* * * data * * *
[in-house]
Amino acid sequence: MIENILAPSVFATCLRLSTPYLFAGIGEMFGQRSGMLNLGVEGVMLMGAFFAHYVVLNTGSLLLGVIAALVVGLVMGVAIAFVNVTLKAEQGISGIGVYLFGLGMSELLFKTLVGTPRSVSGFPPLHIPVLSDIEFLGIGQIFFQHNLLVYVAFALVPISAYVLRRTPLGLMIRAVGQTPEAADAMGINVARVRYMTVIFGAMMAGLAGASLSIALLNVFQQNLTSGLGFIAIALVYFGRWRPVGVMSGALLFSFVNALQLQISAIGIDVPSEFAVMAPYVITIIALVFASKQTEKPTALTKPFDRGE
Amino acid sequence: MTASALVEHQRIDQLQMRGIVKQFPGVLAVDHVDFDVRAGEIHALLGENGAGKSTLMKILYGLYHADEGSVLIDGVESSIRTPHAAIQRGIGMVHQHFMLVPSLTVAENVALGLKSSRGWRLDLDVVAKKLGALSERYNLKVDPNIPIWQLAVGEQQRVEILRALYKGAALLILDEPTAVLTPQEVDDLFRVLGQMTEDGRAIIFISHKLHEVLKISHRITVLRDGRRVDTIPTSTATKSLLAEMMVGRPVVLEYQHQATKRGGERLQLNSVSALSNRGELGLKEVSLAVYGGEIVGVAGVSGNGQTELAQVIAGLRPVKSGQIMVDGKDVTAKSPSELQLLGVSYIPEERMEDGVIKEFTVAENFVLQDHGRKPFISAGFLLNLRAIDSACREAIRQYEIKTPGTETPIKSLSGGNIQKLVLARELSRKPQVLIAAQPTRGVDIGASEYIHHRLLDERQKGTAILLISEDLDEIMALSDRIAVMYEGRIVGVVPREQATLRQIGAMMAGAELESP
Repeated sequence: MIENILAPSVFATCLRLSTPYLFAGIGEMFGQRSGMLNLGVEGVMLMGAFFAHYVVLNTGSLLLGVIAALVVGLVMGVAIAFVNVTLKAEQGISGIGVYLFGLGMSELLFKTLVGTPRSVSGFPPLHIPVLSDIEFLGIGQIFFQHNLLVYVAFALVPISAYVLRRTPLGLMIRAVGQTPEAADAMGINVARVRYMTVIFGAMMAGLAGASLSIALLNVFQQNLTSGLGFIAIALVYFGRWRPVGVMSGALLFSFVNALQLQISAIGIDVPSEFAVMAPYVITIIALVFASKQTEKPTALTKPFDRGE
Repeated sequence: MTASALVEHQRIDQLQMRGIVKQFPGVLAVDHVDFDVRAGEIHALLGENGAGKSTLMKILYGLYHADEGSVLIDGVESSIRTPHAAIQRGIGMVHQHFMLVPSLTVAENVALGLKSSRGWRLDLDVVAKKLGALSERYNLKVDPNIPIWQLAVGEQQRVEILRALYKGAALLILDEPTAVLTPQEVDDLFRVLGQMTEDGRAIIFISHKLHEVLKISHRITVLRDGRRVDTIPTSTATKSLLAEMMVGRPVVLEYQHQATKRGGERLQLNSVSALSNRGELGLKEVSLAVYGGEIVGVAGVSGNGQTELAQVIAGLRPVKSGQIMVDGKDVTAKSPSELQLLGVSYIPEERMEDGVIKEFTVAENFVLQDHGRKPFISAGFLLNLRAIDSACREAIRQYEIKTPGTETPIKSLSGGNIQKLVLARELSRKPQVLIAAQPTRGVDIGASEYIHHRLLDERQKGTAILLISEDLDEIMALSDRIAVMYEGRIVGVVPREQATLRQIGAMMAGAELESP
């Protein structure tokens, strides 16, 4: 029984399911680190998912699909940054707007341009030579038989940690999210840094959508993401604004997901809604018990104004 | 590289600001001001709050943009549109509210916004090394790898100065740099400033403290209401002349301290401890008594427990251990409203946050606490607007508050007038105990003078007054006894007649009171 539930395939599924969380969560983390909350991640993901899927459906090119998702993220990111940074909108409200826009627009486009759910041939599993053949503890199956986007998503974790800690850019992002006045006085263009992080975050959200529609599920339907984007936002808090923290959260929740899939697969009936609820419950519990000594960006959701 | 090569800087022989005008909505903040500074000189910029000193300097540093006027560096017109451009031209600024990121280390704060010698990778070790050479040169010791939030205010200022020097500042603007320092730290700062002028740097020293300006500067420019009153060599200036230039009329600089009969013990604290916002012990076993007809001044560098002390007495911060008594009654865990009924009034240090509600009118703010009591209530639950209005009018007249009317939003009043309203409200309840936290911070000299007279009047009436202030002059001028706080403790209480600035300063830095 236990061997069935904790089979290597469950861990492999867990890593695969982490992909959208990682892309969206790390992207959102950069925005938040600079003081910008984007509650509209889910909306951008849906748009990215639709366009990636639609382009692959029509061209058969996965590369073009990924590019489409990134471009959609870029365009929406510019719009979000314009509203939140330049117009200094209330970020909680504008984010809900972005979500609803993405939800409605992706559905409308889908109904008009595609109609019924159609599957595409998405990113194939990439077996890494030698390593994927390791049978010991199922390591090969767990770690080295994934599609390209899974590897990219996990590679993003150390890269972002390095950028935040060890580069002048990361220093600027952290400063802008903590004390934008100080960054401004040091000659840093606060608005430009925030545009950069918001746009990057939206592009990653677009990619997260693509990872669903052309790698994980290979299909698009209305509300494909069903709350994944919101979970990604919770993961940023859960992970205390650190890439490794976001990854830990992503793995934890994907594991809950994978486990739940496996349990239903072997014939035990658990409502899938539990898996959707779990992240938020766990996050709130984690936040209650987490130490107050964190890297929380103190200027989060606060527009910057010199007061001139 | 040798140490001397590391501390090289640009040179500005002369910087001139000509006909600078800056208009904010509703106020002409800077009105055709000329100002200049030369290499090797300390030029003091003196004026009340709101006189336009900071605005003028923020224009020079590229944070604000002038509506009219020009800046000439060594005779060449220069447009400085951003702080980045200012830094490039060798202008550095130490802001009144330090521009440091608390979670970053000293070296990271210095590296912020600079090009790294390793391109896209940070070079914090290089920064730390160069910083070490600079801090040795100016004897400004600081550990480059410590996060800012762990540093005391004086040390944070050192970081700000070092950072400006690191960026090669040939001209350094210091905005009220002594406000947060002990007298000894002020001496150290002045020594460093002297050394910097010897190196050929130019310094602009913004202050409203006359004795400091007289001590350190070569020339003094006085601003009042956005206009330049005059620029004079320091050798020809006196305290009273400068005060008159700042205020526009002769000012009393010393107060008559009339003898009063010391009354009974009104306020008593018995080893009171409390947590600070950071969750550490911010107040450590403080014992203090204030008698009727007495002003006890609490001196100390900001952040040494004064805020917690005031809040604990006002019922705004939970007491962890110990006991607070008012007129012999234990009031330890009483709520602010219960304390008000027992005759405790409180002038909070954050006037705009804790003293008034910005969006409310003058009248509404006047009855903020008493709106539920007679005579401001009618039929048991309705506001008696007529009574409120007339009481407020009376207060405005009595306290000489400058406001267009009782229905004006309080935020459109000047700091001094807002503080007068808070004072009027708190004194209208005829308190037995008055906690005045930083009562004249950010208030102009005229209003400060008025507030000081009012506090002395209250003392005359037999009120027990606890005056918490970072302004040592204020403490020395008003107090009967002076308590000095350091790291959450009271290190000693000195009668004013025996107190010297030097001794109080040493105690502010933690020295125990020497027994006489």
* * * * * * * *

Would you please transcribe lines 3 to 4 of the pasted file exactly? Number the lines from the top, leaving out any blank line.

Amino acid sequence: MTASALVEHQRIDQLQMRGIVKQFPGVLAVDHVDFDVRAGEIHALLGENGAGKSTLMKILYGLYHADEGSVLIDGVESSIRTPHAAIQRGIGMVHQHFMLVPSLTVAENVALGLKSSRGWRLDLDVVAKKLGALSERYNLKVDPNIPIWQLAVGEQQRVEILRALYKGAALLILDEPTAVLTPQEVDDLFRVLGQMTEDGRAIIFISHKLHEVLKISHRITVLRDGRRVDTIPTSTATKSLLAEMMVGRPVVLEYQHQATKRGGERLQLNSVSALSNRGELGLKEVSLAVYGGEIVGVAGVSGNGQTELAQVIAGLRPVKSGQIMVDGKDVTAKSPSELQLLGVSYIPEERMEDGVIKEFTVAENFVLQDHGRKPFISAGFLLNLRAIDSACREAIRQYEIKTPGTETPIKSLSGGNIQKLVLARELSRKPQVLIAAQPTRGVDIGASEYIHHRLLDERQKGTAILLISEDLDEIMALSDRIAVMYEGRIVGVVPREQATLRQIGAMMAGAELESP
Repeated sequence: MIENILAPSVFATCLRLSTPYLFAGIGEMFGQRSGMLNLGVEGVMLMGAFFAHYVVLNTGSLLLGVIAALVVGLVMGVAIAFVNVTLKAEQGISGIGVYLFGLGMSELLFKTLVGTPRSVSGFPPLHIPVLSDIEFLGIGQIFFQHNLLVYVAFALVPISAYVLRRTPLGLMIRAVGQTPEAADAMGINVARVRYMTVIFGAMMAGLAGASLSIALLNVFQQNLTSGLGFIAIALVYFGRWRPVGVMSGALLFSFVNALQLQISAIGIDVPSEFAVMAPYVITIIALVFASKQTEKPTALTKPFDRGE